Elder trees don’t just provide cream-coloured blossoms in the summer and clusters of tiny black berries in the winter – they are also steeped in lore.

Traditionally, people avoided cutting down elders and using them for firewood because they were said to house the Hag Goddess or Crone, which some believed were the spirits of witches burnt at the stake.

It is said that if you’re taking flowers or berries from an elder tree you should first ask the Hag’s permission (just in case you come across a grumpy one!!).

On a more practical note, don’t pick from busy roadsides because of vehicle fumes and always take just a few flower heads, leaving plenty for insects and for berries later.

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Homemade blackcurrant cordial – delicious and good for you!

Blackcurrant cordial
Blackcurrants are a great source of Vitamin C and make a delicious homemade cordial

BLACKCURRANT cordial is a wonderfully tasty way to get your Vitamin C – and it gives a touch of zing to everything from water to vodka!

I’m a terrible procrastinator so I’m not sure why I was so surprised when I discovered bags and bags and bags of last year’s frozen blackcurrants a couple of days ago.

I do remember rushing out into the back garden in the late summer and frantically picking the fruit as a pretty severe summer storm headed our way – but after depositing them in the freezer (while probably feeling very smug knowing me) I just forgot about them.

Becca (8) is a big fan of our cordial – it’s actually Darina Allen’s recipe but we’ve been making it for a few years now – so she was the one who finally got me to check the freezer and make her ‘ribena’.

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Homemade pesto: A tasty favourite

homemade pesto
Delicious pesto can be made in your kitchen using foraged ingredients like wild garlic and nettles


HOMEMADE PESTO is a great way to combine foraged and shop-bought ingredients and can become a fridge favourite for anyone with a blender and a have-a-go attitude.

Pesto was first created in the northern Italy’s Genoa in the 16th Century, when it was discovered that a versatile sauce could be created by blending basil, garlic, pine nuts and parmesan cheese with olive oil.

In fact, the word ‘pesto’ finds it origins in the Genoese word ‘pestâ’, which, fittingly enough, means to crush or pound.

Over the centuries, the basic recipe has remained intact, but chefs and foragers have discovered that by substituting the basil with naturally-growing plants like wild garlic or nettles you can create your own healthy and cost-effective version.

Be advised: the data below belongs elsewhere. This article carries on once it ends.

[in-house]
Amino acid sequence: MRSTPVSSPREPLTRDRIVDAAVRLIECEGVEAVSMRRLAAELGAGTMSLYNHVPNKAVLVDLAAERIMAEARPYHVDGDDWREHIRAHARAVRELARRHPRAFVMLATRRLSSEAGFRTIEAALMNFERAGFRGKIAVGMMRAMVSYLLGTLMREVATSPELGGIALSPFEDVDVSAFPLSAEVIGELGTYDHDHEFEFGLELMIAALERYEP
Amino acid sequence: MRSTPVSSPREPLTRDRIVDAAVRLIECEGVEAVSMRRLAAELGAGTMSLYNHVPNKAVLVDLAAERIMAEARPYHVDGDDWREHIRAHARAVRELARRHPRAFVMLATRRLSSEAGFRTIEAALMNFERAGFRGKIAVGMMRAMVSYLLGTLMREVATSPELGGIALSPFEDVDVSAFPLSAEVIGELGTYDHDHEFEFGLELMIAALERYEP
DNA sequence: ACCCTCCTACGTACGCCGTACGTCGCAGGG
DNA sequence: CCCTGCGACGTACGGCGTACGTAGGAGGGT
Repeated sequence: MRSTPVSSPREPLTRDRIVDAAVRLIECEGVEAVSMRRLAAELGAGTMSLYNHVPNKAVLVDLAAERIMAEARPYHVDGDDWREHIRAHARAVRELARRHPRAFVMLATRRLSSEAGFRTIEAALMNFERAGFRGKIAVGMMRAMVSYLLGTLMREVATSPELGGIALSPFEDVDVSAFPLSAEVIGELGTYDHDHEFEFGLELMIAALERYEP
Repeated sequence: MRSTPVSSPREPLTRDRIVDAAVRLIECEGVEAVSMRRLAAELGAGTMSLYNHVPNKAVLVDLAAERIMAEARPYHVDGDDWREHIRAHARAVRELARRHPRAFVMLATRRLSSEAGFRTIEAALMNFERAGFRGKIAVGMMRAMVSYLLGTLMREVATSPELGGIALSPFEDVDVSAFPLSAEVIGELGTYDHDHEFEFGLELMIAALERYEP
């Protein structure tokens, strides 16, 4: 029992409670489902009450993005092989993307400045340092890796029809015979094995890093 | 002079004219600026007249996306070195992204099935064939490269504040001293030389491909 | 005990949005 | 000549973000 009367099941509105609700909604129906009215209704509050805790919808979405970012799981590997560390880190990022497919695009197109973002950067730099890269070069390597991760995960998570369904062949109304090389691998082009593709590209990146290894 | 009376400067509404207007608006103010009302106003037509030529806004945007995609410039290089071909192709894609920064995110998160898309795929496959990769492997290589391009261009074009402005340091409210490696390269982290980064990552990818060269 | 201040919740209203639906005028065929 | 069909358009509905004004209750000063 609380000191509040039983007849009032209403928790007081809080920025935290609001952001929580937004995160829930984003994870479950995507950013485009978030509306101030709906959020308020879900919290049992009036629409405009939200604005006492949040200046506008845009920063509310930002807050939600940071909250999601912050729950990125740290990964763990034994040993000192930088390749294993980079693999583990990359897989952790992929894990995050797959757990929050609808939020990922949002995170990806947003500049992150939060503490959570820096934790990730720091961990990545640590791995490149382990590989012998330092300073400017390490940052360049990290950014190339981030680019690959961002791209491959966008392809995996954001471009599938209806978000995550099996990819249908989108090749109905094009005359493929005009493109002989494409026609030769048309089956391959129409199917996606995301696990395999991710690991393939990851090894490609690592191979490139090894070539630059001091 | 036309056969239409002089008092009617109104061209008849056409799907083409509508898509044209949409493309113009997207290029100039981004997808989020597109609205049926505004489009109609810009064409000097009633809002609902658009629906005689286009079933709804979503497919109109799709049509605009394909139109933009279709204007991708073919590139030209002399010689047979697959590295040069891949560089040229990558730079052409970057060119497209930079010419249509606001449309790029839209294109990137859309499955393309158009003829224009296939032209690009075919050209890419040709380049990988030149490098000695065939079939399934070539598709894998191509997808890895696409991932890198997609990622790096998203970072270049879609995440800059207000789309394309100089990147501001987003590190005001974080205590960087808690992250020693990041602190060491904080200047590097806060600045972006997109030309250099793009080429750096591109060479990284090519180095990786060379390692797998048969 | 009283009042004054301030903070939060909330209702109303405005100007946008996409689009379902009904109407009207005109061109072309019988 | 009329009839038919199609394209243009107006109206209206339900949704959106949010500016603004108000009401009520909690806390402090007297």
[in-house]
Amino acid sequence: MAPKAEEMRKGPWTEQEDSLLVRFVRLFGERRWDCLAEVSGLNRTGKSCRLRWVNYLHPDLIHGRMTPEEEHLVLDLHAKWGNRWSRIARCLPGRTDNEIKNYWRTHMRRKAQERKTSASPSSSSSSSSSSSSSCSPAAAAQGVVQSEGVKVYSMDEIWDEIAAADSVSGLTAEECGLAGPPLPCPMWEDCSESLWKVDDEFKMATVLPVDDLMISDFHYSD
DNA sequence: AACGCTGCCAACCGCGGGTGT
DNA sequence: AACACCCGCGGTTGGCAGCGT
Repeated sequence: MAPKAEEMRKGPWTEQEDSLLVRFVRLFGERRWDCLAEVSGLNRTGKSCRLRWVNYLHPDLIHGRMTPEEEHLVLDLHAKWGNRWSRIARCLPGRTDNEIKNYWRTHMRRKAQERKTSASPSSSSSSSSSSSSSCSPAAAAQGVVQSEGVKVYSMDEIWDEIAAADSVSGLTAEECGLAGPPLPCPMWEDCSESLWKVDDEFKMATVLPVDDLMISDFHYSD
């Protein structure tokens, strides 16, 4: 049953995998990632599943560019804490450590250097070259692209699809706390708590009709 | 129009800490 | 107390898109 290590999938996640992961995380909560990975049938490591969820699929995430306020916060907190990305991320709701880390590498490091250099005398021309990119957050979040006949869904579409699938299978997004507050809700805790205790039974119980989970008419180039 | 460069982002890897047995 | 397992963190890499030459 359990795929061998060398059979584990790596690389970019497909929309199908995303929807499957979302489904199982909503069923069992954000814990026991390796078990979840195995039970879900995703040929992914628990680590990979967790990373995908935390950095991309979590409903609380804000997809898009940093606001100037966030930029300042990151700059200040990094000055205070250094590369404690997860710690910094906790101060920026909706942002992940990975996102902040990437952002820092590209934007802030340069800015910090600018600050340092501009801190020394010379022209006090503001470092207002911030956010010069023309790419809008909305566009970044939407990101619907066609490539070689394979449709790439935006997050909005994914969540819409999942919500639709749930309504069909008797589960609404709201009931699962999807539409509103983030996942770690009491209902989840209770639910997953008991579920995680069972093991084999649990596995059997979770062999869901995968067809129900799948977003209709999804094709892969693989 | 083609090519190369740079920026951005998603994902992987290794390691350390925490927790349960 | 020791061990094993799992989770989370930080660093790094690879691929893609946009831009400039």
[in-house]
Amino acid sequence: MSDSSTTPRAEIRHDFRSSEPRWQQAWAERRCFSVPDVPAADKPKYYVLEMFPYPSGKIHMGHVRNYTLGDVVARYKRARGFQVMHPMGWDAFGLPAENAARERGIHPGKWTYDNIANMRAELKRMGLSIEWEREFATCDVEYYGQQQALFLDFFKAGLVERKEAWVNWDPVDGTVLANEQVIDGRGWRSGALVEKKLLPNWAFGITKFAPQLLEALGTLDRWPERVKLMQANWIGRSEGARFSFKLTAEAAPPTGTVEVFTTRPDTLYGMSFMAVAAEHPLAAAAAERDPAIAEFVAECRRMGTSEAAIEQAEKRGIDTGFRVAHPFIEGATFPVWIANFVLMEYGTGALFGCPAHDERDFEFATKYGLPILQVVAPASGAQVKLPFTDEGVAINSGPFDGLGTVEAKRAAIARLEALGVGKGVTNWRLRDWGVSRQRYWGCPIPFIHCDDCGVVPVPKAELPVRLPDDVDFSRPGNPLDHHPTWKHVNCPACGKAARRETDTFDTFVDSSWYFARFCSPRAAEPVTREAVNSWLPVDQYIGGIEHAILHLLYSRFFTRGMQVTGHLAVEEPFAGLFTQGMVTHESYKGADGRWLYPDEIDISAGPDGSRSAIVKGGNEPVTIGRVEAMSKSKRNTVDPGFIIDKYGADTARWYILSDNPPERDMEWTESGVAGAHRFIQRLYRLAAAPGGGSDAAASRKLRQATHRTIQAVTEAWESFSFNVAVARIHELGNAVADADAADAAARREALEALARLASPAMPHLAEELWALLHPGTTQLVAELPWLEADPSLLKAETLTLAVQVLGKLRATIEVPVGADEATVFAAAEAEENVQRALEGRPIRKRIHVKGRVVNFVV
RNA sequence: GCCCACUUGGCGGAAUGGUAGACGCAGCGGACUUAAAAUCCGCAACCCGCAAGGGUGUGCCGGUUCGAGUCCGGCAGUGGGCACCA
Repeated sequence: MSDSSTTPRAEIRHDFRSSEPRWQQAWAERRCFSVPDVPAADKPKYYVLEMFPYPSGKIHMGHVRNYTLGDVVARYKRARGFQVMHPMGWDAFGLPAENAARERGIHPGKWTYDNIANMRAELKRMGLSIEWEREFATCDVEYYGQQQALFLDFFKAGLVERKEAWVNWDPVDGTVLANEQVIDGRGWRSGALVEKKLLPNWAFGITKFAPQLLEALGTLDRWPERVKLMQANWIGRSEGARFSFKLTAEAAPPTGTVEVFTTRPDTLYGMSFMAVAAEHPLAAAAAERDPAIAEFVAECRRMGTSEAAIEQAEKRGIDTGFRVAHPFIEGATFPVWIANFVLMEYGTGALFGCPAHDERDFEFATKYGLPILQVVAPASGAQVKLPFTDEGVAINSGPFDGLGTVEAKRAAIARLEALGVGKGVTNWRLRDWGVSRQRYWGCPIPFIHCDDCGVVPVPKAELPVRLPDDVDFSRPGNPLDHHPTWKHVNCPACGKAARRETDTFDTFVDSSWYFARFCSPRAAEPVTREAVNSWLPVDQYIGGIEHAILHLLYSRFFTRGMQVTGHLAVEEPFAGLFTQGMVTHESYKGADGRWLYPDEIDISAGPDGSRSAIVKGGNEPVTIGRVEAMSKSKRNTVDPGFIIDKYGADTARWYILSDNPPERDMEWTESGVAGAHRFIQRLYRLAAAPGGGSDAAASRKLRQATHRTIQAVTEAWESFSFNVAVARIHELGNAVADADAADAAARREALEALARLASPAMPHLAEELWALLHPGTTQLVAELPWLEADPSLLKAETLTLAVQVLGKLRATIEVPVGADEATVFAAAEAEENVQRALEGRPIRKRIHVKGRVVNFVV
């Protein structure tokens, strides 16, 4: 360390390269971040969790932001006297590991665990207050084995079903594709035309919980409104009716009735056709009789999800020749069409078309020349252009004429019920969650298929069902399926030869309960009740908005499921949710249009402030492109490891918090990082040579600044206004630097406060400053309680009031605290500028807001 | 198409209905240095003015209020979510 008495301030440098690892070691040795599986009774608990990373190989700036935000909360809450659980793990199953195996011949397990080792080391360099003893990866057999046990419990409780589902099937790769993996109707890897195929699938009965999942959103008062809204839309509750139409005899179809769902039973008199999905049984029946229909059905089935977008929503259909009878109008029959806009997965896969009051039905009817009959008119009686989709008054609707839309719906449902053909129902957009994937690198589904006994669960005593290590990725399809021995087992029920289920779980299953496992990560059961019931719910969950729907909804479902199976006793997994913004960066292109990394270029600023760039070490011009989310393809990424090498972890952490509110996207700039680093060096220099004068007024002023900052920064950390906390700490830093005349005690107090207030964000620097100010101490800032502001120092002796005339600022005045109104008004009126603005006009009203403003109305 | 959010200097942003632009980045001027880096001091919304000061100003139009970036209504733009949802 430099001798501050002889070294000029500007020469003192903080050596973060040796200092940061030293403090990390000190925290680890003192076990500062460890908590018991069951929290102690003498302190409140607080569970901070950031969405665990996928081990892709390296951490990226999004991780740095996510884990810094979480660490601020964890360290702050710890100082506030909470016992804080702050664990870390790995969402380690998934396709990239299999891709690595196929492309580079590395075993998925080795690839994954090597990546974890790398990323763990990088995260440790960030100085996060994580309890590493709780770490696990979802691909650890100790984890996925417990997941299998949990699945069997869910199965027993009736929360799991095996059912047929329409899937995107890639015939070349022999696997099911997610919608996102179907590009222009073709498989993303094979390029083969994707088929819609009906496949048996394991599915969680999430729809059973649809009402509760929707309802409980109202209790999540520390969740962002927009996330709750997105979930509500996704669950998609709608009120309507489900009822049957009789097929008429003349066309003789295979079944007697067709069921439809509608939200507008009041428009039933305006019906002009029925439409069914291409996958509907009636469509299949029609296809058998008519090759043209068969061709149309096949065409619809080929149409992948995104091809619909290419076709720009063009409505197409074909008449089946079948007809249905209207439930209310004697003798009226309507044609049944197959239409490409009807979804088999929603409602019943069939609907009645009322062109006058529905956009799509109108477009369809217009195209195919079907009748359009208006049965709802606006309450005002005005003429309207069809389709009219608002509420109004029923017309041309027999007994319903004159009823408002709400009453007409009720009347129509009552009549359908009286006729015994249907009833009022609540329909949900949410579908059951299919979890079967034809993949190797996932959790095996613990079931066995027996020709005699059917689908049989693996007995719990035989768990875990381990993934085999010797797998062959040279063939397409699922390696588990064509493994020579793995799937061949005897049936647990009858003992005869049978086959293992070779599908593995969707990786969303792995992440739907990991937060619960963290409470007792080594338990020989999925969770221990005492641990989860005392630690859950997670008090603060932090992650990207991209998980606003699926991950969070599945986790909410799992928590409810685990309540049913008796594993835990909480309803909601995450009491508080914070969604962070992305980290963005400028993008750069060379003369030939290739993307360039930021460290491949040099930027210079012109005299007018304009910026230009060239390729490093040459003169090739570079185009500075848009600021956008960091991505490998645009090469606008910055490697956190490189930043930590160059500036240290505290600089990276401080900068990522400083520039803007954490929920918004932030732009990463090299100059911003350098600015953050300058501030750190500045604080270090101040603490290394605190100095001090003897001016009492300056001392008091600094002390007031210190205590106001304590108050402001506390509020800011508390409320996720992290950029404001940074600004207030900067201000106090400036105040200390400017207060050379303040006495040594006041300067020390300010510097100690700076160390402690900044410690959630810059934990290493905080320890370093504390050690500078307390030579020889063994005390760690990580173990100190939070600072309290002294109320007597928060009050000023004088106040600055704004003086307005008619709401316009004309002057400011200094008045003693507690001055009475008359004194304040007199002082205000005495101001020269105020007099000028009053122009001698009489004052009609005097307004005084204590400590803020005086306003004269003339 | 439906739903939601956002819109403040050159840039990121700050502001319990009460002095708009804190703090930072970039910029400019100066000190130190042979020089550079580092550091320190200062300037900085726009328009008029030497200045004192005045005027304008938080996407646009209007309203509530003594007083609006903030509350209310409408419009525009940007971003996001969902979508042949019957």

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Homemade lemonade fab on hot days!

Homemade lemonade
Our homemade lemon and limeade disappears fast so it’s handy to keep some syrup in the fridge!

THE RECENT hot spell has inspired me to make, and write about, our family’s favourite summer drink – homemade lemon and limeade.

One of the many advantages of writing this blog is that it encourages me to continue learning new things, so I decided to find out something about the origins of lemonade.

Here’s an interesting nugget to drop into conversation next time you’re sitting outside sipping lemonade with friends – the Crusaders brought lemons and the art of lemonade-making back to Europe from Palestine (although some say it was first discovered in 10th Century Egypt)!

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The nettle: A maligned Super Food

nettle recipes
Nettles may be known for their sting but they have the same health benefits as super foods like kale

NETTLE recipes may not be on your bucket list of things to cook but there’s a lot more to this tough and abundant plant than its sting.

The benefit of foraging in nature is that you eat foods that are seasonal and have grown in an environment that best suits them, rather than being forced in greenhouse conditions.

The fairly recent resurgence of interest in plants, fruits and fungi, grown in the wild means that a lot of people are willing to step outside their comfort zone and try something that isn’t ready-packaged.

And cooking with nettles is a great way to use a plant that is easy to find and is packed full of goodness.